3 months ago
Not at all. I think it depends on the region of policymaking you are looking to inform. For example, if you're interested in having an impact on UK policy, perhaps London is the place to be. Or if you are interested in Europe perhaps Brussels, but if you are interested in U.S. policy then yes, there are definitely benefits to being based in DC.
It gives you access to engage with policymakers in person, attend events, and network with think tanks and other stakeholders working in this space which I think are important to making an impact. Also, since it's where most everyone else is, it gives you the greatest chance of tapping these people for their knowledge, in formal and informal settings.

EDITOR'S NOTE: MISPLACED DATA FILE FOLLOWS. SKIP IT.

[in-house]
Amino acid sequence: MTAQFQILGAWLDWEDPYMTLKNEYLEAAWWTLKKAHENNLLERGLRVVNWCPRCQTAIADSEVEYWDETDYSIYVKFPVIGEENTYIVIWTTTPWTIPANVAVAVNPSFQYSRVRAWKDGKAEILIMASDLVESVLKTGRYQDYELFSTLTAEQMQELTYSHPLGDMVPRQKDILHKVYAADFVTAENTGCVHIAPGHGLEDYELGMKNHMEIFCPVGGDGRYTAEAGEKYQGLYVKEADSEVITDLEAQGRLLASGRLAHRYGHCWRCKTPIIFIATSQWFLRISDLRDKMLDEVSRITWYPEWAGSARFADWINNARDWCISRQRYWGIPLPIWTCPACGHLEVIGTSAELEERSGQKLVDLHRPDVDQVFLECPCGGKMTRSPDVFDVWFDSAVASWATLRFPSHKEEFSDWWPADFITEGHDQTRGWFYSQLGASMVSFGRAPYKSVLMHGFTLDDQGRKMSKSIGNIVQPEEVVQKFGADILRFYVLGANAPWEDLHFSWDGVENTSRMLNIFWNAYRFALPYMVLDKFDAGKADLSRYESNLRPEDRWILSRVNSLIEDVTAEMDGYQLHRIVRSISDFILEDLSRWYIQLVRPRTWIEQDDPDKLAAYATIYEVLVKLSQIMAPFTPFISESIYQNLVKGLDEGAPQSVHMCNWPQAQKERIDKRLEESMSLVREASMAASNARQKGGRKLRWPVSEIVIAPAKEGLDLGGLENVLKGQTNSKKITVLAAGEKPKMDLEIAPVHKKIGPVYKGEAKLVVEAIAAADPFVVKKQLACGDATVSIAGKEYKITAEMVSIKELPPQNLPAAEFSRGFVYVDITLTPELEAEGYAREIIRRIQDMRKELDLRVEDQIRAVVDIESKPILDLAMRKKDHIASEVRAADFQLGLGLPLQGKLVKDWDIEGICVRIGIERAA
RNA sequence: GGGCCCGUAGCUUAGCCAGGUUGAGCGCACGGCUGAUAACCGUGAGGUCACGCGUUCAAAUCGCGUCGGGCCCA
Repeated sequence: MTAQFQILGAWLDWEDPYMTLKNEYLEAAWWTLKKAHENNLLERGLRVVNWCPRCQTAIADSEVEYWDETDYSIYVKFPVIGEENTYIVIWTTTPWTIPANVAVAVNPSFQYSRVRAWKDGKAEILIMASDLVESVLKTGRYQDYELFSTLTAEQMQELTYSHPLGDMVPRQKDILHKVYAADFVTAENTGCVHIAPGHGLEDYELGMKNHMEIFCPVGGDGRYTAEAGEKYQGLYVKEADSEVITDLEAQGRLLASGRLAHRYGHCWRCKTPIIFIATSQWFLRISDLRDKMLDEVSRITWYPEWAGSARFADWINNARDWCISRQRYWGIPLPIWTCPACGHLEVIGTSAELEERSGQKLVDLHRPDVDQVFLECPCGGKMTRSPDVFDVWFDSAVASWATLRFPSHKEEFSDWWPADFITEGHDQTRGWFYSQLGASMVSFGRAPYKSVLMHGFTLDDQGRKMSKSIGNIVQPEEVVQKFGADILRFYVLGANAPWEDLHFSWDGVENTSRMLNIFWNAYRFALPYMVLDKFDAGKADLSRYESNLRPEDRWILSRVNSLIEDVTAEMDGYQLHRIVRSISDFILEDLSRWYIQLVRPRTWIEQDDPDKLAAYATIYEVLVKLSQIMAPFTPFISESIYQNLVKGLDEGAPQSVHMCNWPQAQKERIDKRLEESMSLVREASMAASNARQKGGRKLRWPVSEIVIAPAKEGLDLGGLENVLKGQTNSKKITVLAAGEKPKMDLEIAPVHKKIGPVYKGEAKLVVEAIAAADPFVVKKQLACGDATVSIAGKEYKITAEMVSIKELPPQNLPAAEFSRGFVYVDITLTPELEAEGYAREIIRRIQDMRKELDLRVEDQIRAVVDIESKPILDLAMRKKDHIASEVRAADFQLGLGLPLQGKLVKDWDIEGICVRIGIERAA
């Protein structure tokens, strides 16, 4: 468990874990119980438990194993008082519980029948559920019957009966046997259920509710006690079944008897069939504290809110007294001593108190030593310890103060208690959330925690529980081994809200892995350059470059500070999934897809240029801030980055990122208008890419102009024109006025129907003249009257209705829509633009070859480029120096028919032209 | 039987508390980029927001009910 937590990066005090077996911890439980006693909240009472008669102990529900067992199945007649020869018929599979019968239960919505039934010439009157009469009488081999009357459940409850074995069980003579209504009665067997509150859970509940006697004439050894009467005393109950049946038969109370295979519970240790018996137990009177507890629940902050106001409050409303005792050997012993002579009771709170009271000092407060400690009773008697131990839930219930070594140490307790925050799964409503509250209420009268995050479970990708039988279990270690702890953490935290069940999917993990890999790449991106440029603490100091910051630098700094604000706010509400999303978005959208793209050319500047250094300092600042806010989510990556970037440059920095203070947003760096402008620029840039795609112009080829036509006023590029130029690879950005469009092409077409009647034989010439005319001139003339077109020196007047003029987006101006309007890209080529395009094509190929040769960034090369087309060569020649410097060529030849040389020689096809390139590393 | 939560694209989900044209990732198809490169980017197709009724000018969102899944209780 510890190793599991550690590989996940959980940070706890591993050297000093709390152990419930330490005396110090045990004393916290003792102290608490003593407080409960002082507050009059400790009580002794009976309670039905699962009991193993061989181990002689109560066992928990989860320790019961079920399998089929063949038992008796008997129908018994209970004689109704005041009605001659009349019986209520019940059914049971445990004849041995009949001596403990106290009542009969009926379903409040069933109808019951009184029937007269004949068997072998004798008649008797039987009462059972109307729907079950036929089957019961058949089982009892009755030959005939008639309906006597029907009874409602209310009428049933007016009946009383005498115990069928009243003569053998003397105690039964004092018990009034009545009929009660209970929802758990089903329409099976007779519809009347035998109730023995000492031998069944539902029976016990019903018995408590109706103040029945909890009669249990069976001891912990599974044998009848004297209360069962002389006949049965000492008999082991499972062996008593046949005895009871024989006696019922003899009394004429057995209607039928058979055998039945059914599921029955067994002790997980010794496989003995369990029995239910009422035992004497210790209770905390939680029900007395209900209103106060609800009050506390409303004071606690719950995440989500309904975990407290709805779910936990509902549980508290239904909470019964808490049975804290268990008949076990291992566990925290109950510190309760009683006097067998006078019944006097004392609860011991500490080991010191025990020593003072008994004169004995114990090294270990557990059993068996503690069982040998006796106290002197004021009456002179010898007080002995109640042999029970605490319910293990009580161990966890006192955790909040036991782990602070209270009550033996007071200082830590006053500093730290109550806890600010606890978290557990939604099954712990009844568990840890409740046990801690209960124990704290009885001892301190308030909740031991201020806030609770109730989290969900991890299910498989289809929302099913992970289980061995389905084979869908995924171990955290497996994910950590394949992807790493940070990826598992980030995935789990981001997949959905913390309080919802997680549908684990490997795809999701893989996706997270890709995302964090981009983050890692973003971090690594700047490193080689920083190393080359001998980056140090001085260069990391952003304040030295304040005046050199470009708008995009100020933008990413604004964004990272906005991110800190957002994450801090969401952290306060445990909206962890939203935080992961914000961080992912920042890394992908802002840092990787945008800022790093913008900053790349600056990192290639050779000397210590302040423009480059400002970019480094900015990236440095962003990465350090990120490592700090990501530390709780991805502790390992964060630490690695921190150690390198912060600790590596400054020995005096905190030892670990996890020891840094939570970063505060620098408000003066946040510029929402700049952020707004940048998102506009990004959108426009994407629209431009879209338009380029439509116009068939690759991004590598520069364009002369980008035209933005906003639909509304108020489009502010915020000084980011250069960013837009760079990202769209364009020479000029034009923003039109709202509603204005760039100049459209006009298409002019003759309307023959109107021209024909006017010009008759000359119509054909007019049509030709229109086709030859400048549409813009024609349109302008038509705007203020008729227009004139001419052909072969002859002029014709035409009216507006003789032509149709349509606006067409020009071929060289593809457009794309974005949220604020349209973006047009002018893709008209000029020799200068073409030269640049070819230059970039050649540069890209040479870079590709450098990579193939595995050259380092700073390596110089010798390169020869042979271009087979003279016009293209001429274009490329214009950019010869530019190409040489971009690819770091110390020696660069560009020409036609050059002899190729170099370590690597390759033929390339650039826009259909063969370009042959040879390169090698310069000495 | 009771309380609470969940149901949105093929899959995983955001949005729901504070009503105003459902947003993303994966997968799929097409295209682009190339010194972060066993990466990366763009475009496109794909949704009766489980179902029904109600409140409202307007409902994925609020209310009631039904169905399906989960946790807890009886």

It's certainly not the be all and end all though. I have colleagues based out of DC, who travel when they need to and get to enjoy the perks of not being based in the city. Policymakers wherever you go are concentrated in certain hubs (usually the capitals) and whilst that has its pros and cons it doesn't necessarily count you out if you don't live or move to one.
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